Wednesday, January 14, 2009

Multitalented directors

Jack Lemmon is TCM's Star of the Month for January, and tonight, TCM are showing the movies that he made with director Billy Wilder. Although some truly great movies are being shown, starting off with The Apartment at 8:00 PM and Some Like It Hot at 10:15 PM, it's interesting to think about many of the great Billy Wilder movies that aren't airing tonight, and span a bunch of genres: mysteries like Witness for the Prosecution; romantic comedies like Sabrina, wild farces like One, Two, Three, and hard-hitting dramas like Sunset Blvd. or The Lost Weekend.

Wilder himself, however, said that he wasn't quite the greatest director, largely because he felt he couldn't do a musical. Indeed, Irma La Douce (airing overnight at 12:30 AM) was based on a musical but doesn't have songs. Other directors, however, were just as broad as Wilder, and directed musicals too.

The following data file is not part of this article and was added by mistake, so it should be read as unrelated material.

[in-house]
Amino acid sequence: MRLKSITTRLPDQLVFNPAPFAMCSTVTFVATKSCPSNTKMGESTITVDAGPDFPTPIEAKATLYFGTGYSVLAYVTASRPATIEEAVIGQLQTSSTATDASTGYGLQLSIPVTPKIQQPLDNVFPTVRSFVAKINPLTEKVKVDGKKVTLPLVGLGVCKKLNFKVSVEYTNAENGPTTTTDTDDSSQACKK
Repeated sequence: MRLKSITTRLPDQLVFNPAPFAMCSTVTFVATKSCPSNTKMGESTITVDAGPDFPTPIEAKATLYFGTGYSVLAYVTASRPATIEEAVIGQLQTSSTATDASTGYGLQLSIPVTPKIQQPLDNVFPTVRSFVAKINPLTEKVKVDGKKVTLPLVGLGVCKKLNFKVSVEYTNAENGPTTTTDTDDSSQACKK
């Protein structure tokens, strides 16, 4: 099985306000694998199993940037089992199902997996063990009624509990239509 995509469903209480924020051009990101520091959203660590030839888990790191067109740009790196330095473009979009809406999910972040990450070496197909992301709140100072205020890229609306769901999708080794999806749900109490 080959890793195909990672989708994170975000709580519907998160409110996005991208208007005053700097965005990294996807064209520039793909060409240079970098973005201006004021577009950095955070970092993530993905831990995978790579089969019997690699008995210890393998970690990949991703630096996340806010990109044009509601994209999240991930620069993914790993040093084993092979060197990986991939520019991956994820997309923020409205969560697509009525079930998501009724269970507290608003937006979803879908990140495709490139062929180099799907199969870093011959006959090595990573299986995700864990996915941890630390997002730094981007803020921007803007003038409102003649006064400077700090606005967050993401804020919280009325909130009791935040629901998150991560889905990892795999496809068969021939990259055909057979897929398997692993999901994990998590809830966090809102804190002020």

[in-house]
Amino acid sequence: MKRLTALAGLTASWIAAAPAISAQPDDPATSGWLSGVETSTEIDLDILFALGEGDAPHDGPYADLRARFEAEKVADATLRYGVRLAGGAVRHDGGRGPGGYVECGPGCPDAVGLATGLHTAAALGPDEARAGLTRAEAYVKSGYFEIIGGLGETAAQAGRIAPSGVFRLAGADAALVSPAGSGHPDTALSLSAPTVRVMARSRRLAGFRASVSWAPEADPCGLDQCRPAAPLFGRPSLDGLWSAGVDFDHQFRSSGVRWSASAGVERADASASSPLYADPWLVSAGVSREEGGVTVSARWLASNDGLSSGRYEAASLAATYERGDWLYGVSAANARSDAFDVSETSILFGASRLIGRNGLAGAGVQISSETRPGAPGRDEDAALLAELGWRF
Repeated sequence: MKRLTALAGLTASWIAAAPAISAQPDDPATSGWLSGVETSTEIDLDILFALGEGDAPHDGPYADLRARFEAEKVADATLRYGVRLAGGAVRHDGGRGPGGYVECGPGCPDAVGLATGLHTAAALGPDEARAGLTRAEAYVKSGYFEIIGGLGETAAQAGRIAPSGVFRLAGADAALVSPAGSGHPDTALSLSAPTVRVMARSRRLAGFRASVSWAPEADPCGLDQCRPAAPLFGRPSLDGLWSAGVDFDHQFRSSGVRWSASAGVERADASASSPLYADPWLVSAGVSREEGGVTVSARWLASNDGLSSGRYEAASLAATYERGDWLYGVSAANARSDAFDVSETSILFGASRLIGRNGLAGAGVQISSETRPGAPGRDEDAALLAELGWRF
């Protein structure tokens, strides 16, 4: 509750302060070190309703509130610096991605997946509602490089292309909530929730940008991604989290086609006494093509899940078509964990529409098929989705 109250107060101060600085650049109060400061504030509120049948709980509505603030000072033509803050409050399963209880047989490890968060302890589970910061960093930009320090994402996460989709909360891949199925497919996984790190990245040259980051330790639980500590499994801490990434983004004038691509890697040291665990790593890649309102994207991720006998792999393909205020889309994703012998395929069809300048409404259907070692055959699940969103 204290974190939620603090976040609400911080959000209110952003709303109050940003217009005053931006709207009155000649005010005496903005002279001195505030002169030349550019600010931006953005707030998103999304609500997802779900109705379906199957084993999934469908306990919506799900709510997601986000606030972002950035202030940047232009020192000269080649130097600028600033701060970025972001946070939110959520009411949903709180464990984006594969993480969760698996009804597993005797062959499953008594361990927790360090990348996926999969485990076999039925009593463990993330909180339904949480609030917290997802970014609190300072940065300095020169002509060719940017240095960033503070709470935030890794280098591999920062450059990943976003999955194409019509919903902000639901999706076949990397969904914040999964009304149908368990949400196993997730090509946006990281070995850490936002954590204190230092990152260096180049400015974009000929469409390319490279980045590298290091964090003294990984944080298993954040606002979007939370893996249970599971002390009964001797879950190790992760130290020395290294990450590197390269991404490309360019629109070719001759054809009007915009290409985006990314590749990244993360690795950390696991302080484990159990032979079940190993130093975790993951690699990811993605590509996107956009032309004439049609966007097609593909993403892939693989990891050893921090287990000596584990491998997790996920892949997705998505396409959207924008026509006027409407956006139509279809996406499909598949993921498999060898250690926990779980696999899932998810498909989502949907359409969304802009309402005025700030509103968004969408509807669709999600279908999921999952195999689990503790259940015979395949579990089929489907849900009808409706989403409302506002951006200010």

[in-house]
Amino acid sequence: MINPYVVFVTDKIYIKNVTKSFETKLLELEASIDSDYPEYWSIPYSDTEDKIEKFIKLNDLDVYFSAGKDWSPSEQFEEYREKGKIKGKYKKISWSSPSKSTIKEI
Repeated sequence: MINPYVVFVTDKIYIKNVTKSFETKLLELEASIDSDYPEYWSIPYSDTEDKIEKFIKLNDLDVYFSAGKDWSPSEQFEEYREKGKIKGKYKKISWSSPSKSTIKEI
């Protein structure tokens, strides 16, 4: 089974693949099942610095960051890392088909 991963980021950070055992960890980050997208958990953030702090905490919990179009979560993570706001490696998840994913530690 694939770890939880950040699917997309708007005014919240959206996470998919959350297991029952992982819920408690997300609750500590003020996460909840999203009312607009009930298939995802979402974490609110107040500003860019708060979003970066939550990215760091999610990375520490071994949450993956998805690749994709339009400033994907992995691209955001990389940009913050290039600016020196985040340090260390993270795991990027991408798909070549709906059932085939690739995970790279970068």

Michael Curtiz was under contract to Warner Brothers for years, making back-to-back movies out of 20,000 Years in Sing Sing and Mystery of the Wax Museum early on in his career. Two different genres you may not find, until you consider that he won the Oscar for directing Casablanca -- which he made immediately after the musical Yankee Doodle Dandy.

Or, consider Howard Hawks. Early in his career, he made the hard-hitting crime drama Scarface. Usually, of courses, he's remembered for his comedies like Bringing Up Baby or His Girl Friday. But he also did a pretty good job on movies with lots of musical numbers, like A Song is Born, or Gentlemen Prefer Blondes.

Having said that, Wilder did have a talent that Curtiz didn't (and Hawks had, but only to a lesser extent): he was a great screenwriter. In addition to co-writing the scripts to most of his own movies, Wilder was responsible for some of the great movies of the late 1930s like Ninotchka.

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